Many parents worry about the risks teens face as a new driver, but how can they both be a good passenger and manage the passengers in their car? Parents play a crucial role in teen driver safety.
Teens that have parents that set rules and pay attention to their activities in a supportive way are half as likely to crash. Most teens don't consider themselves to be inexperienced drivers and don't view passengers as potentially hazardous.
Teen passengers can lower this risk by limiting distractions, respecting the driver and always wearing a seat belt. Here are quick tips for teaching your teens to be safety-minded:
- Talk about how to be a safe passenger. Distractions are a major cause of crashes and passenger distractions are particularly dangerous for new drivers. Discuss helpful passenger behaviors, such as reading directions for the driver, respecting the driver by not talking loudly, playing loud music or acting wild.
- Insist on seat belts. Most adolescent passengers who die in wrecks are not wearing seat belts. Explain that by buckling up, they'll help protect their friends' lives as well as their own. In a crash, an unrestrained body can hurt others in the car.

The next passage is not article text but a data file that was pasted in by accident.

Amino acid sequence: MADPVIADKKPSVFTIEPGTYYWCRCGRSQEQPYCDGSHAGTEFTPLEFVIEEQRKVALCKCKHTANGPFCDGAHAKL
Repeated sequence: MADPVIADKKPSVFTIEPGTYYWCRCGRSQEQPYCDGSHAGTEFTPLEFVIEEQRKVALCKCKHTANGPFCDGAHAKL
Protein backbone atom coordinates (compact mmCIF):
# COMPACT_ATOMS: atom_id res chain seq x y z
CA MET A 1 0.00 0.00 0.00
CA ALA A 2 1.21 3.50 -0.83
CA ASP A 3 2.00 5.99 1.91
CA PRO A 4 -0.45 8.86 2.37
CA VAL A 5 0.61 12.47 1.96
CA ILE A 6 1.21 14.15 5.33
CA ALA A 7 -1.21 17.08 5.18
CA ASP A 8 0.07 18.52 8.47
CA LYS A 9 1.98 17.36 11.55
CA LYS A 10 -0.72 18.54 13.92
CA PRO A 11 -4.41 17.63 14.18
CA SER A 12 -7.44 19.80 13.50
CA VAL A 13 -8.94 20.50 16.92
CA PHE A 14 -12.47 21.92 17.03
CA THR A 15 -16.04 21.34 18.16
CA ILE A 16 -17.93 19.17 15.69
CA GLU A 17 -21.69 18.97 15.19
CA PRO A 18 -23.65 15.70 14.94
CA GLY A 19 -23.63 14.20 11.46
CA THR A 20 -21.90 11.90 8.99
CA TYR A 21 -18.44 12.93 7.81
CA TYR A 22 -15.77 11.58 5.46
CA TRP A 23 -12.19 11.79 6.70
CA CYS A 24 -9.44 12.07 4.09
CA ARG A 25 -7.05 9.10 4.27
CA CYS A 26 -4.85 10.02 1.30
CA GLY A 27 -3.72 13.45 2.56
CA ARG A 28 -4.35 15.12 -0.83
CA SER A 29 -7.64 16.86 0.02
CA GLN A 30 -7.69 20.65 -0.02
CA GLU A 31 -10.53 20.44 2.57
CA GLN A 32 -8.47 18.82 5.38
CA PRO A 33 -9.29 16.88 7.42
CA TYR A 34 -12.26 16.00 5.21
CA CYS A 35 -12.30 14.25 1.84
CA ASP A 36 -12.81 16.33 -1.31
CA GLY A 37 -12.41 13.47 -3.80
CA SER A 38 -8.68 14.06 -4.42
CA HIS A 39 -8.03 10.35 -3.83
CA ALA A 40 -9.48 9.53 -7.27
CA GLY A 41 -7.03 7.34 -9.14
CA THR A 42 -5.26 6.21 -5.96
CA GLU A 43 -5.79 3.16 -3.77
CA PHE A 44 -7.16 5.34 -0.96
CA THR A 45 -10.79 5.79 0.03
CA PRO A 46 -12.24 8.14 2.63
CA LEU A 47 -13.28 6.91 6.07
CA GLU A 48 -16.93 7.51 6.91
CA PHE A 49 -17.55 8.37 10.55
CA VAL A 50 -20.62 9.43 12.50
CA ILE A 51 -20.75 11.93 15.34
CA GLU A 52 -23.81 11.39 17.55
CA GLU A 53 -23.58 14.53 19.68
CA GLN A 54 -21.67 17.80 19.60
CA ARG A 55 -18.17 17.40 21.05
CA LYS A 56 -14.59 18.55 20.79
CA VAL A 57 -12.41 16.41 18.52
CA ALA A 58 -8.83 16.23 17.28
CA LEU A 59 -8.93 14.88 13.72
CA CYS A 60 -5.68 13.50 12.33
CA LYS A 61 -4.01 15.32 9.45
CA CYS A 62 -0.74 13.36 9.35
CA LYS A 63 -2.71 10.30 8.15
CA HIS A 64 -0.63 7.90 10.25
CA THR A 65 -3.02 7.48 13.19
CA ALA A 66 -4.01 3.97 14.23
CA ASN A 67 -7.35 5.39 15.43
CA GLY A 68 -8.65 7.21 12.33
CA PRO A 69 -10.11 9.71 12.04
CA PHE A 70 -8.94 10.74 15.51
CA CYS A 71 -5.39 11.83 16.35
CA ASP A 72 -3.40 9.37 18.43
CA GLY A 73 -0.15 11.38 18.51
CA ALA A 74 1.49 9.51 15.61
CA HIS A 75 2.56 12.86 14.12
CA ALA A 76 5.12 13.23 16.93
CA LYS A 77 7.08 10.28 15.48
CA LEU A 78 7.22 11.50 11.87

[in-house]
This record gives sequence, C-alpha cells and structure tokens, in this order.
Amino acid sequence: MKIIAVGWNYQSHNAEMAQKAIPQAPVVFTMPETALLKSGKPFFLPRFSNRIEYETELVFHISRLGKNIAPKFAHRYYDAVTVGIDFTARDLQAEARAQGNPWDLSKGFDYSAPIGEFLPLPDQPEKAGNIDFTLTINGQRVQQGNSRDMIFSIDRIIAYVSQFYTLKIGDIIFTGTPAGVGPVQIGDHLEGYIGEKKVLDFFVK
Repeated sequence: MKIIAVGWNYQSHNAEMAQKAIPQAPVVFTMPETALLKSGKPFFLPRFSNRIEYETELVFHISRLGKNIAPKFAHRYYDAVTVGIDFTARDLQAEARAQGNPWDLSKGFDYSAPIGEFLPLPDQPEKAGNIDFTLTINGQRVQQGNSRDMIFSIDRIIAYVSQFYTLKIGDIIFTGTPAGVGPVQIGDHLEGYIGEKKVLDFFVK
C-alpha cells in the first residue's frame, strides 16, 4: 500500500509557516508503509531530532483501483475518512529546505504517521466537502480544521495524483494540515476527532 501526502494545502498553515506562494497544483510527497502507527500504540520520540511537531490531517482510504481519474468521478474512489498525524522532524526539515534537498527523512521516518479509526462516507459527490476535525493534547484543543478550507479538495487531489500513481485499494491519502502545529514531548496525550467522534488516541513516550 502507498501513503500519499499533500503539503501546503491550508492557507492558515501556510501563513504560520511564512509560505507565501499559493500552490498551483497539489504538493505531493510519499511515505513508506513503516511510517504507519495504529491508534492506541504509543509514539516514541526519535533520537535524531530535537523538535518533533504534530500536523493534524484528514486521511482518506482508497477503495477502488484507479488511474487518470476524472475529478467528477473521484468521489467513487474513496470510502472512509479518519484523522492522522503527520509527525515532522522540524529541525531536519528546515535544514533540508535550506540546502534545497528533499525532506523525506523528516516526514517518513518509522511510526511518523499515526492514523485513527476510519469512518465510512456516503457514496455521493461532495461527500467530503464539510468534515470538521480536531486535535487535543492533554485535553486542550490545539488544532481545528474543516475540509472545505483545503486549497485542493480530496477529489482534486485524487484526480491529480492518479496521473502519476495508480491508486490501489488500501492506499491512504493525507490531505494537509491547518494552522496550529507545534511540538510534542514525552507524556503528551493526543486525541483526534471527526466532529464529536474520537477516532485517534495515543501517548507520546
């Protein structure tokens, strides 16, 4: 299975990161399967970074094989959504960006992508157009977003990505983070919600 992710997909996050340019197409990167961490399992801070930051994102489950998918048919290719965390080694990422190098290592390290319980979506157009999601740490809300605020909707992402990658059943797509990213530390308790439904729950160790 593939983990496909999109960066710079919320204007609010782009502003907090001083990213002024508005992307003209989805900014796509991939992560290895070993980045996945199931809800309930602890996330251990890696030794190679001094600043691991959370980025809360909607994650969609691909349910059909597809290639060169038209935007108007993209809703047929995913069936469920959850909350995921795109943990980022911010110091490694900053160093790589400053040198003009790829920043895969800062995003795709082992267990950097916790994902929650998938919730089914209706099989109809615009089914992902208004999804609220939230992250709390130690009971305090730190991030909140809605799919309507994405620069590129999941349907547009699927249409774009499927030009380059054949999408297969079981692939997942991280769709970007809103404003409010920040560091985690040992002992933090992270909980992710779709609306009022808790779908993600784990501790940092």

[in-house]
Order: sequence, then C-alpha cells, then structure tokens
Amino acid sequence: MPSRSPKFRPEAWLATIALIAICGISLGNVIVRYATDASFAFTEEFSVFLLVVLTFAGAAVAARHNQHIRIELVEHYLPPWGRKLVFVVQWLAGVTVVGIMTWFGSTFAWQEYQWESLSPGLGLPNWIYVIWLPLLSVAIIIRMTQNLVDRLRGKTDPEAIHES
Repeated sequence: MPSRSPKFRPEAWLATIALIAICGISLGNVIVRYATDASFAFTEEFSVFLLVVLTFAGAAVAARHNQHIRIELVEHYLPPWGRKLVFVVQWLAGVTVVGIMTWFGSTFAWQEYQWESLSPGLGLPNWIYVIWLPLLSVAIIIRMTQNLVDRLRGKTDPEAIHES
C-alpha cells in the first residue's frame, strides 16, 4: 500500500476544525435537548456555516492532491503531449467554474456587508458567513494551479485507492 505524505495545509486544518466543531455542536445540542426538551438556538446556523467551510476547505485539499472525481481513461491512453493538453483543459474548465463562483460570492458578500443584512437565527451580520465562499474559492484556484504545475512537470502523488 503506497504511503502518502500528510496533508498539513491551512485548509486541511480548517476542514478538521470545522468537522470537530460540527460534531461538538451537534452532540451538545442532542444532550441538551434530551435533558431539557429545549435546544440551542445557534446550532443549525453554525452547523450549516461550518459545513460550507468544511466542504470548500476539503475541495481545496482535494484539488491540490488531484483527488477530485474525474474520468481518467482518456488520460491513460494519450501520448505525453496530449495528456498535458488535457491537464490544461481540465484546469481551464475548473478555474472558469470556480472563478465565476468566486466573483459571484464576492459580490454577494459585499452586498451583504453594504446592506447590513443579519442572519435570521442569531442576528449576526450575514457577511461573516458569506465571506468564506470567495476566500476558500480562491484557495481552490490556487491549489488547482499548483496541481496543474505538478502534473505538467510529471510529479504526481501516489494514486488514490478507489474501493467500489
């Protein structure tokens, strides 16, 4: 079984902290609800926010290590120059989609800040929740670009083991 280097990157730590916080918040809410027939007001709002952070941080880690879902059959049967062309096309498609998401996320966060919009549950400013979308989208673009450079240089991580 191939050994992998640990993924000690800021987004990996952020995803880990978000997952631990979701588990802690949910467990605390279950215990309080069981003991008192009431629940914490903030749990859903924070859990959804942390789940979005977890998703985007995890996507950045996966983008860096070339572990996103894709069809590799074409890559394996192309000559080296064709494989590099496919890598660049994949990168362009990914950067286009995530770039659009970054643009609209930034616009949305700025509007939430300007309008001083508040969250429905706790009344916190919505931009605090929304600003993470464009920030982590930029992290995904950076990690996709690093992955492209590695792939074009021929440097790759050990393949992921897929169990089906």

- Don't let your teen ride with a driver who has less than a year of experience. Most teen crashes are a result of rookie mistakes. Even the most mature teen needs time to gain driving experienced through adult-supervised driving.
- Pay attention. To help them make good safety decisions, keep the lines of communication open. Know where they are going and why and discuss how long they will be there and when they will be home. Provide alternatives, like rides, to allow them to avoid unsafe driving situations.
- Create a code word. Help teens get out of unsafe situations by calling or texting you with a previously agreed-upon code word that signals trouble. When you hear or see this word, pick them up right away.
- Lead by example. Always wear a seatbelt. Don't talk on the phone while driving. Don't speed. Follow the rules of the road.
Brought to you by Tricia Zwirner at State Farm insurance.